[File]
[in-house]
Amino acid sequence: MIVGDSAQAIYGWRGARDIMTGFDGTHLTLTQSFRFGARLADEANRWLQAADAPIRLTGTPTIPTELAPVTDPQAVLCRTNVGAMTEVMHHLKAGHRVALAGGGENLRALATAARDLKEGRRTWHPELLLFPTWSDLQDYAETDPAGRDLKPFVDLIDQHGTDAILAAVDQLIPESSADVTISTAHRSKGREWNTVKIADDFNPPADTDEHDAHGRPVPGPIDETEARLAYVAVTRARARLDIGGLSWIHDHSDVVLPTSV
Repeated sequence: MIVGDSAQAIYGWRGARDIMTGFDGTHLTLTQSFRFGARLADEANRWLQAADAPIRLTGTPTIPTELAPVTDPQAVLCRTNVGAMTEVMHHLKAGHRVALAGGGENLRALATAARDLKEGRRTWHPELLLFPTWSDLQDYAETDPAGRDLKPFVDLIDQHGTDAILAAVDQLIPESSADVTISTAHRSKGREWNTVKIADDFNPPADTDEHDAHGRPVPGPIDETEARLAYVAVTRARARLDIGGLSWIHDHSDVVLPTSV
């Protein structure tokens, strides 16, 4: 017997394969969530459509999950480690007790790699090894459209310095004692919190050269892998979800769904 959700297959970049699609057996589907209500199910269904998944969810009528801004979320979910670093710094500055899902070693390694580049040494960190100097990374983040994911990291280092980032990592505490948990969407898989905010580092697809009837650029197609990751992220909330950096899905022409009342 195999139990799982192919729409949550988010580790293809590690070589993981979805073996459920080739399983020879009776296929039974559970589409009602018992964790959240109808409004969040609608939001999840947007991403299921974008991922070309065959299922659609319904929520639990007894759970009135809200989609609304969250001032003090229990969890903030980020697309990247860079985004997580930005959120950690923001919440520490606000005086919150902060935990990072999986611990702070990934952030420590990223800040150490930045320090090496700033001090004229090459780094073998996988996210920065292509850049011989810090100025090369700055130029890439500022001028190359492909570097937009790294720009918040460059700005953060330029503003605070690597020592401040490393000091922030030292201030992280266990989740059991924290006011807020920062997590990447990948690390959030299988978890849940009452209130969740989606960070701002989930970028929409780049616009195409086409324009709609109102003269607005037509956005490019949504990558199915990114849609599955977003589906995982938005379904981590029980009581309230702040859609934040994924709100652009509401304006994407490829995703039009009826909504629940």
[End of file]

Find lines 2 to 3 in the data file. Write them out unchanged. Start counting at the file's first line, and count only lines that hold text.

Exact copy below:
Amino acid sequence: MIVGDSAQAIYGWRGARDIMTGFDGTHLTLTQSFRFGARLADEANRWLQAADAPIRLTGTPTIPTELAPVTDPQAVLCRTNVGAMTEVMHHLKAGHRVALAGGGENLRALATAARDLKEGRRTWHPELLLFPTWSDLQDYAETDPAGRDLKPFVDLIDQHGTDAILAAVDQLIPESSADVTISTAHRSKGREWNTVKIADDFNPPADTDEHDAHGRPVPGPIDETEARLAYVAVTRARARLDIGGLSWIHDHSDVVLPTSV
Repeated sequence: MIVGDSAQAIYGWRGARDIMTGFDGTHLTLTQSFRFGARLADEANRWLQAADAPIRLTGTPTIPTELAPVTDPQAVLCRTNVGAMTEVMHHLKAGHRVALAGGGENLRALATAARDLKEGRRTWHPELLLFPTWSDLQDYAETDPAGRDLKPFVDLIDQHGTDAILAAVDQLIPESSADVTISTAHRSKGREWNTVKIADDFNPPADTDEHDAHGRPVPGPIDETEARLAYVAVTRARARLDIGGLSWIHDHSDVVLPTSV